For the record and on background, in the offices and in the corridors, the message from the Puzzle Palace this week is the same: We've taken one for the team. We've been preparing for months to absorb a $400 billion reduction in the growth of our budget over the next little while. (Maybe a decade, maybe longer.) So now, leave us alone. And if Congress' super-team can't come to an agreement on deficit reduction and spare us another $500 billion in reductions -- which would be triggered by the Doomsday Device -- all hell will break loose.
A senior Pentagon official, who briefed reporters Wednesday on condition of not being identified, said the potential $850 billion net budget cut could mean furloughs or layoffs for DoD's civilian workforce, and major disruptions to programs and contracts. Especially worrisome is technical nature of how the cut would happen, as an immediate "sequestration," rather than the more malleable "cuts" Congress can tweak from year to year, the official said. "Sequestration" would clamp down in the middle of fiscal year 2013, and it would be as though someone stepped on the hose running to the money sprinkler. But how bad would it actually be?
"I think we would be faced with furloughs and involuntary separations, but I can’t be specific and I hope I never have to be," the senior official said. "This would be unacceptable."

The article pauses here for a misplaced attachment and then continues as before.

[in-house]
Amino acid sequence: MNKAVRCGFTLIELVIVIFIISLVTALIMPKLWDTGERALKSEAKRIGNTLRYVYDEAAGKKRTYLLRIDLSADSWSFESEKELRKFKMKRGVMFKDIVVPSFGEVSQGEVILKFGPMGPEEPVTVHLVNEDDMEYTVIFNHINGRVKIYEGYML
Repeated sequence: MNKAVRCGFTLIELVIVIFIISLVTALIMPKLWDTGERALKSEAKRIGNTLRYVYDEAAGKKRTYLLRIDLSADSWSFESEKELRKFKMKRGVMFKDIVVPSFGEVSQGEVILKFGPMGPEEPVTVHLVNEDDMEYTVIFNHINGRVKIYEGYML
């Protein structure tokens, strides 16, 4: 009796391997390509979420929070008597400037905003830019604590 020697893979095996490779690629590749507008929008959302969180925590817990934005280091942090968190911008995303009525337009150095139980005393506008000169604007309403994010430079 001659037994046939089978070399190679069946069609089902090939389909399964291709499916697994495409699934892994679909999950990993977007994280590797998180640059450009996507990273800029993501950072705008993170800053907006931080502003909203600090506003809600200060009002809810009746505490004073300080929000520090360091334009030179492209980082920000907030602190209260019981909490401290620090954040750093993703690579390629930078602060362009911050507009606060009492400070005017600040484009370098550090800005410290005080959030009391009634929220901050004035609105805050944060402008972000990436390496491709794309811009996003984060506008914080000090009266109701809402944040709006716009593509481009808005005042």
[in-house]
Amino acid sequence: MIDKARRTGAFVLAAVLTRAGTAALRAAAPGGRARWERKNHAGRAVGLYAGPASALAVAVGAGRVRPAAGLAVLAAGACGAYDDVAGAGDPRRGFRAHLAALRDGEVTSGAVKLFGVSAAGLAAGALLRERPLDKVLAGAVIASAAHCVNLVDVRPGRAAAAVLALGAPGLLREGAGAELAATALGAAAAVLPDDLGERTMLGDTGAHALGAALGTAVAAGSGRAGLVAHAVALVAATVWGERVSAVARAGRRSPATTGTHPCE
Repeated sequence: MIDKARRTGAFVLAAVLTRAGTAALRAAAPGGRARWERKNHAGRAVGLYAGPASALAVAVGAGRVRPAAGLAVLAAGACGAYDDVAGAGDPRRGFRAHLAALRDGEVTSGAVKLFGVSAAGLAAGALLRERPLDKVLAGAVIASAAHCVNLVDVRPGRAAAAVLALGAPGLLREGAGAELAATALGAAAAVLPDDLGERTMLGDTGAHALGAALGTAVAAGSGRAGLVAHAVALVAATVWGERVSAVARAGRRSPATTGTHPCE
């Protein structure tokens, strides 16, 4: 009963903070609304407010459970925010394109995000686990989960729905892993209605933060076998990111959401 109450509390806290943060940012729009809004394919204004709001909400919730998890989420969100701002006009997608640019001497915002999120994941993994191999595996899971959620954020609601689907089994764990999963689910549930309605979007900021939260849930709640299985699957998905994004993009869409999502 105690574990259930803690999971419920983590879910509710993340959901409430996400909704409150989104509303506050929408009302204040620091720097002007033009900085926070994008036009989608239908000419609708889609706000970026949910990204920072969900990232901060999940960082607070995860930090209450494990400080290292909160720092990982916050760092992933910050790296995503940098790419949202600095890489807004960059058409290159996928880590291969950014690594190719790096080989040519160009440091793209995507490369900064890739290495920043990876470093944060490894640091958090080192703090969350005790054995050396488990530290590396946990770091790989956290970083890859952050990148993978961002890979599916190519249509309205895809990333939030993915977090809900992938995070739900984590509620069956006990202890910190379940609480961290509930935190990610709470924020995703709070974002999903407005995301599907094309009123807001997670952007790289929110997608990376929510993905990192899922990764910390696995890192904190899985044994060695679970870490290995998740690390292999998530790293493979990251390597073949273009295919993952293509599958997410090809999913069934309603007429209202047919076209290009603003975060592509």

If there's a silver lining in the Doomsday Device scenario, it's that the debt ceiling law gives President Obama the authority to exempt uniformed service members, so DoD would not also have to furlough or cut troops. But the Building sees no silver linings here -- it considers this idea so horrific that it's not even preparing an emergency what-if plan just in case it happens. The E-Ring leadership is counting on the Super-Congress to come through for it.
In fact, the senior official said Wednesday that the Building hopes the Super Congress doesn't cut any more defense spending as it looks for the $1.2 trillion in reductions that are its charge. "I would expect them to focus on entitlements and taxes," the official said. Incredible! Many of the hacks in the briefing room couldn't believe what they heard, but there it was: The Pentagon expects the Super Congress -- whose Republican members almost certainly will burn with so much anti-tax zealotry they'll make Joan of Arc look like a high-school stoner -- to protect its budget by cutting entitlements or raising taxes.
Could it happen? Whatever else Team America ends up doing, it's difficult to imagine the members' deal won't include at least some additional defense spending cuts -- or the appearance thereof. It could be as simple as adding a $50 billion reduction for DoD, so that combined with the first-round elimination of $350 billion under this week's deal, it brings the Pentagon back to the $400 billion where it has been focusing. But the second cut also could be much bigger, as the gulf widens between defense advocates and deficit hawks and we hear more and more from the reemergent isolationist strain in American politics.
Or, even though the Pentagon expects it won't happen, the Doomsday Device could go off. Republicans say they will not agree to any taxes as a part of the second-round bargain. Senate Majority Leader Harry Reid, D-Nev., says if there are no "revenues" in the deal, there will be no bill. Nobody in Washington wants to get along -- these days, voters reward intransigence. America, as we've seen this summer, now gets a kick out of pointing a revolver at its head and spinning the cylinder.